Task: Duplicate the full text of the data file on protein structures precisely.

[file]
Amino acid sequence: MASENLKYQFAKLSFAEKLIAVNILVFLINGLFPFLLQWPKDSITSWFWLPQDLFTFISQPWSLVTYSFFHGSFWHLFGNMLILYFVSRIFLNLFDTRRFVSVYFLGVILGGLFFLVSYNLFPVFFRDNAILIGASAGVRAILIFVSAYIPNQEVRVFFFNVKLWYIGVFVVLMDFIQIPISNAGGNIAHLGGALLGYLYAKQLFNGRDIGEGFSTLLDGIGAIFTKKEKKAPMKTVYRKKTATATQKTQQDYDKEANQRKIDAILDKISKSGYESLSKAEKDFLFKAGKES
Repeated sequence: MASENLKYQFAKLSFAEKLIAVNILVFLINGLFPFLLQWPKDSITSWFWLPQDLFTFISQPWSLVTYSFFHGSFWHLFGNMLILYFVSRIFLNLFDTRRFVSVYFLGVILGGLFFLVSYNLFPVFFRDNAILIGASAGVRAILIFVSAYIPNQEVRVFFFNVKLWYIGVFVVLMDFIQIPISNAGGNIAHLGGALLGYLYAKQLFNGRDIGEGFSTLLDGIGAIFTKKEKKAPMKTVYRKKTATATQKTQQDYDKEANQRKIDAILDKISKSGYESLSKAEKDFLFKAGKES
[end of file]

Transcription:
Amino acid sequence: MASENLKYQFAKLSFAEKLIAVNILVFLINGLFPFLLQWPKDSITSWFWLPQDLFTFISQPWSLVTYSFFHGSFWHLFGNMLILYFVSRIFLNLFDTRRFVSVYFLGVILGGLFFLVSYNLFPVFFRDNAILIGASAGVRAILIFVSAYIPNQEVRVFFFNVKLWYIGVFVVLMDFIQIPISNAGGNIAHLGGALLGYLYAKQLFNGRDIGEGFSTLLDGIGAIFTKKEKKAPMKTVYRKKTATATQKTQQDYDKEANQRKIDAILDKISKSGYESLSKAEKDFLFKAGKES
Repeated sequence: MASENLKYQFAKLSFAEKLIAVNILVFLINGLFPFLLQWPKDSITSWFWLPQDLFTFISQPWSLVTYSFFHGSFWHLFGNMLILYFVSRIFLNLFDTRRFVSVYFLGVILGGLFFLVSYNLFPVFFRDNAILIGASAGVRAILIFVSAYIPNQEVRVFFFNVKLWYIGVFVVLMDFIQIPISNAGGNIAHLGGALLGYLYAKQLFNGRDIGEGFSTLLDGIGAIFTKKEKKAPMKTVYRKKTATATQKTQQDYDKEANQRKIDAILDKISKSGYESLSKAEKDFLFKAGKES